The Voice of the Wildcats

The Paw Print

The Voice of the Wildcats

The Paw Print

The Voice of the Wildcats

The Paw Print

Teachers struggle to maintain healthy work-life balance

Luisa Gapastione
Jobs, especially teaching, require finding a balance between personal life and work life.

Often effort has to be put in to find the harmony between living life and fulfilling employment responsibilities, which can be especially difficult for teachers.

The Bureau of Labor Statistics said teachers prepare lessons, grade papers, and teach various skills. Shomace Ighanian teaches science. Her work schedule has changed over the years after becoming more experienced.

“When I started, I was here till like 6:30/7:30 pm [and] weekends, which I think a lot of new teachers do because you don’t realize [getting] everything done on time is impossible,” Ighanian said. “You can’t do it. And I think at the beginning, you feel like ‘I’m young and energetic. I’m hopeful I can get it all done, [and] it doesn’t matter if I take hours and hours’.” 

For some teachers, like Ighanian, their work-life balance strategy is impacted by having kids.

 “When I had kids, I realized that that’s a horrible example to just not be home ever, [not] spend time with them, not have hobbies, not exercise,” Ighanian said. “So I just decided [that] if I can’t get the work done during the school day, I’m still going to leave at an appropriate time and I’ll get it done when I can.” 

Spanish teacher Karen Dorsey separates work time from family time in her home. After school, she doesn’t work on anything school-related until after her kids have gone to bed.

“I think [at] the beginning of my career, it felt like if I didn’t do the best job all the time, that was the end of the world,” Dorsey said. “And then I realized that there were things that I needed to do for my family that were important and sometimes more important than being 100% all the time at work.”

Biology teacher Julie Paoli uses organization and planning strategies that she has picked up over the years. They keep her on track and support efficiency.

“I put a lot of systems in place in the class, like keeping Google Slides [so] I know what I did last year,” Paoli said. “I don’t have to replan things. For me, notebooks make grading way easier because I can do it during the test. And sometimes I still grade a lot on the weekends.”

Along with Paoli, Ighanian often has to take extra time after the school day to stay on top of all of her work.

“Sometimes I’ll take a personal day to grade papers, which people think is crazy,” Ighanian said. “I can focus on planning or grading or whatever I have to do. One time, I didn’t go with my family during Christmas to the vacation, because I just had too much to do. It was crazy, trying to fit everything in and trying to get it all done during the school year and I couldn’t do it. I knew that if I just did [the work] then I could have a more relaxed second semester.”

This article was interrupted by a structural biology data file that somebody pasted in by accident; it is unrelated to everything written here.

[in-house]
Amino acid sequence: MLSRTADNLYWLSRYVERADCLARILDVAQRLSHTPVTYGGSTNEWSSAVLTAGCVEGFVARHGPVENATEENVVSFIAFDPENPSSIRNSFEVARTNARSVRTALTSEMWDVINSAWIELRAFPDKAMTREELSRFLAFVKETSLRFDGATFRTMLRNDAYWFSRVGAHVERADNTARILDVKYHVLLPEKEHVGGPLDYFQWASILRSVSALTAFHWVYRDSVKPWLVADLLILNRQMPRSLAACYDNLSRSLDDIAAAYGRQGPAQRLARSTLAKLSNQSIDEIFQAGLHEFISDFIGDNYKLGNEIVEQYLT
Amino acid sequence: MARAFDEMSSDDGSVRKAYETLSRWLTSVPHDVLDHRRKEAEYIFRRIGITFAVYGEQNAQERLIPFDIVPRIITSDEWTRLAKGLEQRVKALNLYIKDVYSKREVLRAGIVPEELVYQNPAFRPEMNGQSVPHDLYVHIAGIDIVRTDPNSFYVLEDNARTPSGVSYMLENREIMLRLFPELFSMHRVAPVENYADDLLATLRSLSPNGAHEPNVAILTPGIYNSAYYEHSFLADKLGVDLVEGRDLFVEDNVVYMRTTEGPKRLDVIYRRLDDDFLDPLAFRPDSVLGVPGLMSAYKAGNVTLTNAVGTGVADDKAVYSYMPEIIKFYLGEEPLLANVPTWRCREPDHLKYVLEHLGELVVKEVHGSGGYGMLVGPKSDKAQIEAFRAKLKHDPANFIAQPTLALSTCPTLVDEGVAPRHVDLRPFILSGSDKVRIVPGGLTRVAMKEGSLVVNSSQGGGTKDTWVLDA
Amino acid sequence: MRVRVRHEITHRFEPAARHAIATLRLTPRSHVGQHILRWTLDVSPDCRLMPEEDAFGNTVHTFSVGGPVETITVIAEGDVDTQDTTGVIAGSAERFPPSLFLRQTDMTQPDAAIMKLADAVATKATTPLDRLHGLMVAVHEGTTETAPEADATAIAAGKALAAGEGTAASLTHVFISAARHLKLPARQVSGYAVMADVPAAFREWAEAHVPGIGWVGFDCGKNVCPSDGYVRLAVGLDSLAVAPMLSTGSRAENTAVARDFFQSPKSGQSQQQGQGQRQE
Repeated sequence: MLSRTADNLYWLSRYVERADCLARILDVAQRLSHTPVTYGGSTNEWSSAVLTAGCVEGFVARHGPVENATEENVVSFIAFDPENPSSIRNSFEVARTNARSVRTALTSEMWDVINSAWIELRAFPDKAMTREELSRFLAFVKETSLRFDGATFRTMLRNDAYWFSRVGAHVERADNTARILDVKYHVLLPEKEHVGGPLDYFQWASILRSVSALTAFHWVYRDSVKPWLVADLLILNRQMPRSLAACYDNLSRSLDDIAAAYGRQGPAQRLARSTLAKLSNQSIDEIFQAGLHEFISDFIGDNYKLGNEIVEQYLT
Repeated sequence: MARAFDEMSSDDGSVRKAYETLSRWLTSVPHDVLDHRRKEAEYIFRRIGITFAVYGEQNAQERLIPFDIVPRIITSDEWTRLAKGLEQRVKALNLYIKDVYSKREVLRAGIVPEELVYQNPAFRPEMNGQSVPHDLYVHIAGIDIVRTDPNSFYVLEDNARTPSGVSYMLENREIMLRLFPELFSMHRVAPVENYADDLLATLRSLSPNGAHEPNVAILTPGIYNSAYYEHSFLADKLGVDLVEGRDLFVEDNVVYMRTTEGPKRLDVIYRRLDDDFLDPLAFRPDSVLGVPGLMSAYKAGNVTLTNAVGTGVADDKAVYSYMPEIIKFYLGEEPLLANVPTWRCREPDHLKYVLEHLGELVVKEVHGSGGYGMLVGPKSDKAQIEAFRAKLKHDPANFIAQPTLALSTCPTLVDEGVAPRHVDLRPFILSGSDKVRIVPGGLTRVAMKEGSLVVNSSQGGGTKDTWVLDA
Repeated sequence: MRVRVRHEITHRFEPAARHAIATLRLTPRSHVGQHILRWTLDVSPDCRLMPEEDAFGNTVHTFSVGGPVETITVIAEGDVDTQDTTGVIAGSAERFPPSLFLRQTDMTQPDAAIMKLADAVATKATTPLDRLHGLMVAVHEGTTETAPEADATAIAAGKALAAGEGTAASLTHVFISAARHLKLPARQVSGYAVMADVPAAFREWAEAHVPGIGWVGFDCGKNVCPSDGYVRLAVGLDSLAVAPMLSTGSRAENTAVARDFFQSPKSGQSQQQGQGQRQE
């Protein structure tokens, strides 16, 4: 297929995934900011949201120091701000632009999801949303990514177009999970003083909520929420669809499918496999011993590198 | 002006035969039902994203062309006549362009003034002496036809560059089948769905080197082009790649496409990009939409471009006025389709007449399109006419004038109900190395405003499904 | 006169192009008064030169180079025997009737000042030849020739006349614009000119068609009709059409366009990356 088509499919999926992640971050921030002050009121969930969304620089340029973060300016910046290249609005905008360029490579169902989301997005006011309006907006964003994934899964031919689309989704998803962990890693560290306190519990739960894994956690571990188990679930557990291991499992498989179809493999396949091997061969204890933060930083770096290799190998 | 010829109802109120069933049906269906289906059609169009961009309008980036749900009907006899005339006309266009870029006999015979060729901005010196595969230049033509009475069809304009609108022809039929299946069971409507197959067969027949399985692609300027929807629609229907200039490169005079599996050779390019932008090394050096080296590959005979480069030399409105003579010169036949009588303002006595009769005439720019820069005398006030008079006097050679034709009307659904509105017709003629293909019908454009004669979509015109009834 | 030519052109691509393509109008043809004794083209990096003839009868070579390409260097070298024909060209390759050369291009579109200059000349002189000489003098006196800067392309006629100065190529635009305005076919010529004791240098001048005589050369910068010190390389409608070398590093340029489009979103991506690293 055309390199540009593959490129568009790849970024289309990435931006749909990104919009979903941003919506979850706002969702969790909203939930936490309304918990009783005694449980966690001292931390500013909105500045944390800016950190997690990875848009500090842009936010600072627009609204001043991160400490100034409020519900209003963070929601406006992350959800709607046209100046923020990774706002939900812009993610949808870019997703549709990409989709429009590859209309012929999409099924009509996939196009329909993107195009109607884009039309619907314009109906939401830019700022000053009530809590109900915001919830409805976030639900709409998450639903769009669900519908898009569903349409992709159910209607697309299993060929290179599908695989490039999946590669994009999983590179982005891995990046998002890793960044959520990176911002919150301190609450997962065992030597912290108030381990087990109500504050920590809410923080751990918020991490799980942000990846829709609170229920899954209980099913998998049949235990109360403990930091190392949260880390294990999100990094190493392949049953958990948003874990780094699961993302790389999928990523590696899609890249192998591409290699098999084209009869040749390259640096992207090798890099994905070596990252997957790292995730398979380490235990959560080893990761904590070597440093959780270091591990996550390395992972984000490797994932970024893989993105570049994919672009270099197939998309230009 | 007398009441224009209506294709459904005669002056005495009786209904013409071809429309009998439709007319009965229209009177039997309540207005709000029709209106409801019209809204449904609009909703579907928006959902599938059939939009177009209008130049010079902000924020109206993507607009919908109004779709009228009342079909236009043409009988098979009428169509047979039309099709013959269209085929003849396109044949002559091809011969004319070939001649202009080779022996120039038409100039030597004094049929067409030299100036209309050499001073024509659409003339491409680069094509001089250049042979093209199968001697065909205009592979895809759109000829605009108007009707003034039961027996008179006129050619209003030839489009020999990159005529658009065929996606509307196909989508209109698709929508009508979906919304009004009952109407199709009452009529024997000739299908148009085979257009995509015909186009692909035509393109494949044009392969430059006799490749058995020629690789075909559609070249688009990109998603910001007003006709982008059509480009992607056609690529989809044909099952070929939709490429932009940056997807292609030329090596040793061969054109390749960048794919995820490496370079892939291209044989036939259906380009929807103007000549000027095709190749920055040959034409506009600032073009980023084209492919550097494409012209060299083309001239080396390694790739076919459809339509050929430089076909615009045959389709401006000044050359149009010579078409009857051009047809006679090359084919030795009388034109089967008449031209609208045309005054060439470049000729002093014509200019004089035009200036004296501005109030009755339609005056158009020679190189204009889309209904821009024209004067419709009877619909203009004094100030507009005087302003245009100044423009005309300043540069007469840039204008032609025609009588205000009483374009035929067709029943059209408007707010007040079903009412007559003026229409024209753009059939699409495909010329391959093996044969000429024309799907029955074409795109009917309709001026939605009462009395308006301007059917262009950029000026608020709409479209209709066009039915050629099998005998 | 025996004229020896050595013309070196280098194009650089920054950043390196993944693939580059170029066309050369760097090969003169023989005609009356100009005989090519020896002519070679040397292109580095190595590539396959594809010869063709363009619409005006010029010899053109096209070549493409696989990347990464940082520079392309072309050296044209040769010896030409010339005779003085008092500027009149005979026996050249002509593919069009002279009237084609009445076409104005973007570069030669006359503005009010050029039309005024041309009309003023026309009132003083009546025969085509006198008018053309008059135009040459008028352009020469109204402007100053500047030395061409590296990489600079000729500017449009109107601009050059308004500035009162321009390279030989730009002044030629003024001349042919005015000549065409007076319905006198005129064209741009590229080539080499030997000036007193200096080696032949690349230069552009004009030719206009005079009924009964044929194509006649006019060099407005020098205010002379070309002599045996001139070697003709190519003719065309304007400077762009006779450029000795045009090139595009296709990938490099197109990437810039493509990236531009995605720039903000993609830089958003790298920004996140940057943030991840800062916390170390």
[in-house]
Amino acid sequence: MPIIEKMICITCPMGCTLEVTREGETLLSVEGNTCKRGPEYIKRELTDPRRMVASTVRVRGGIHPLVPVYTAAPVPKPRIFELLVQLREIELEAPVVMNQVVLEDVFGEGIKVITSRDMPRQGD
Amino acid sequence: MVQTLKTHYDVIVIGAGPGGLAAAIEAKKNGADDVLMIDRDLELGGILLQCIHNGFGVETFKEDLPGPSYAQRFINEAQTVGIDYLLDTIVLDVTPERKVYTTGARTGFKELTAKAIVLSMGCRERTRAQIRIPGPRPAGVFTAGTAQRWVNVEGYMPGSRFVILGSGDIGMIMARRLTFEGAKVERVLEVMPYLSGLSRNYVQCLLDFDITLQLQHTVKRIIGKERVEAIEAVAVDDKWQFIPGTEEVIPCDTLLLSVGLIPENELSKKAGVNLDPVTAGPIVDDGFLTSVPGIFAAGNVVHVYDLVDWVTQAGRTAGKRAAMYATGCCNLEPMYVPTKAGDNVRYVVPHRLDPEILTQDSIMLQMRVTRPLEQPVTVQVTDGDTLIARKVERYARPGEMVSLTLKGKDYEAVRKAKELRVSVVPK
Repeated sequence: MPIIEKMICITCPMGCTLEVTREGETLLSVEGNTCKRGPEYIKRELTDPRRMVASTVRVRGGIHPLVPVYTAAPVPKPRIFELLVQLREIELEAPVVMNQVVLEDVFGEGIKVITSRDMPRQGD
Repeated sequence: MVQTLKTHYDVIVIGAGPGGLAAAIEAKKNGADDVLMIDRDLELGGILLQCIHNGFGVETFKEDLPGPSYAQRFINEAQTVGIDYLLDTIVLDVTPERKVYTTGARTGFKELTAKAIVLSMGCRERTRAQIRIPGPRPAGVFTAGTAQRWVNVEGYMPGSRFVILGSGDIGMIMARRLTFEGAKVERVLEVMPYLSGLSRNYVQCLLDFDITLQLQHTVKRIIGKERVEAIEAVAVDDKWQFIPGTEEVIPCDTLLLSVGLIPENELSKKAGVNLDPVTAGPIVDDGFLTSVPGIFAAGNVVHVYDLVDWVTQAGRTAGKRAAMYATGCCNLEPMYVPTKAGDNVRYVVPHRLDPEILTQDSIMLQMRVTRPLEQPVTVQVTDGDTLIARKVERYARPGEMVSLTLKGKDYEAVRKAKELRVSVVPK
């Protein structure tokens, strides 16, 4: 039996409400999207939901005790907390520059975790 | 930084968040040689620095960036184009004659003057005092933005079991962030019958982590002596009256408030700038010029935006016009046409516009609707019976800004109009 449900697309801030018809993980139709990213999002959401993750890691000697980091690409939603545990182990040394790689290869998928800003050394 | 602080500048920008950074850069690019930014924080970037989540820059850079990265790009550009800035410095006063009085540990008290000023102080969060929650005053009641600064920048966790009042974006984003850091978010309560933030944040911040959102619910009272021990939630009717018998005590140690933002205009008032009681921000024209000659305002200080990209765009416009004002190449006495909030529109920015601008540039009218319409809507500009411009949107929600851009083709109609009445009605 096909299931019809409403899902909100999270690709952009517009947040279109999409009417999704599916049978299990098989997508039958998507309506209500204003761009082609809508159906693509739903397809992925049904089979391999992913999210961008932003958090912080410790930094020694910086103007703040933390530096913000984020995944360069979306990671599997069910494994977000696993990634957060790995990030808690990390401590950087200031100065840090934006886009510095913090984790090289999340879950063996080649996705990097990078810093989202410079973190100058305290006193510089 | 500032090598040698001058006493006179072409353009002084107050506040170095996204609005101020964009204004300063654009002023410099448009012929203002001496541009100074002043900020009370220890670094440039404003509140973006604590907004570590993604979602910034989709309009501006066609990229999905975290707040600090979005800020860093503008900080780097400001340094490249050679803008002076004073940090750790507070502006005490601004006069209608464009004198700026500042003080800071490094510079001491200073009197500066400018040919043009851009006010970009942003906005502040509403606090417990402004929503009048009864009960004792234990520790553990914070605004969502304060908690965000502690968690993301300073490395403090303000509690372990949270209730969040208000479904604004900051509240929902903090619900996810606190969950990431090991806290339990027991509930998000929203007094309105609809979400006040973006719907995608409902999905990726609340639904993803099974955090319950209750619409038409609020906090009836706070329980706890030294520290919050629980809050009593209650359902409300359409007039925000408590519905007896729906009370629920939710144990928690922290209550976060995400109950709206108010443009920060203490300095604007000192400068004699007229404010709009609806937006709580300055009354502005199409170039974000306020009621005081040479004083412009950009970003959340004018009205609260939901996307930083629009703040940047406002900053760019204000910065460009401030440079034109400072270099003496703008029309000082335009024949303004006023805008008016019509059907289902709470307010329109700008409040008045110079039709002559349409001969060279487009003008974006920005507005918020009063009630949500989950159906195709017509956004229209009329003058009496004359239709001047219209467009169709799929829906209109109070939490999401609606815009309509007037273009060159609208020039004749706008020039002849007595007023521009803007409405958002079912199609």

It’s not always enough to have set aside work time, teachers can fall behind or feel like their workload is too heavy.

“I do get overwhelmed,” Dorsey said. “Sometimes I just try and push through. I think that it helps to have a friend, a teacher friend, to talk about the things that are stressful because usually they are feeling the same way. It’s nice to not feel alone.”

Paoli has found that experience with the job helps to establish a workflow.

“I have a routine,” Paoli said. “I get up and walk in the mornings with a friend. I do meal planning and grocery shopping on the weekends. Over the years, I’ve just kind of developed that sort of routine. But, I work probably more than I should.”

Dorsey has her own strategy for getting everything done. It’s not always possible to use memory to keep track of important things.

“I have a list of things that need to get done,” Dorsey said. “And I cross them off as I go, and I try to prioritize the things that are most essential. I have [some things] on a list that’s weekly, like I order copies on Mondays.” 

Jobs can take a lot of thoughtful effort, so it’s important to find a balance between your personal life and your profession.

“In terms of hours, this [job] is my biggest commitment,” Ighanian said. “So I always tell people, ‘don’t take a job if you don’t love the job, if you don’t believe in it, if you don’t think it’s worthy.’ You have to be happy spending your day doing things that you’re doing. So [the] job is a priority, but I won’t prioritize the job at the expense of my kids.”

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About the Contributor
Luisa Gapastione
Luisa Gapastione, Beat Editor
Luisa Gapastione is a freshman and first-year journalist. She enjoys writing about politics, controversies, and public opinions. She wants to spread awareness about significant topics and encourage people to have important conversations. In her free time, she enjoys reading, going on walks, and listening to music.

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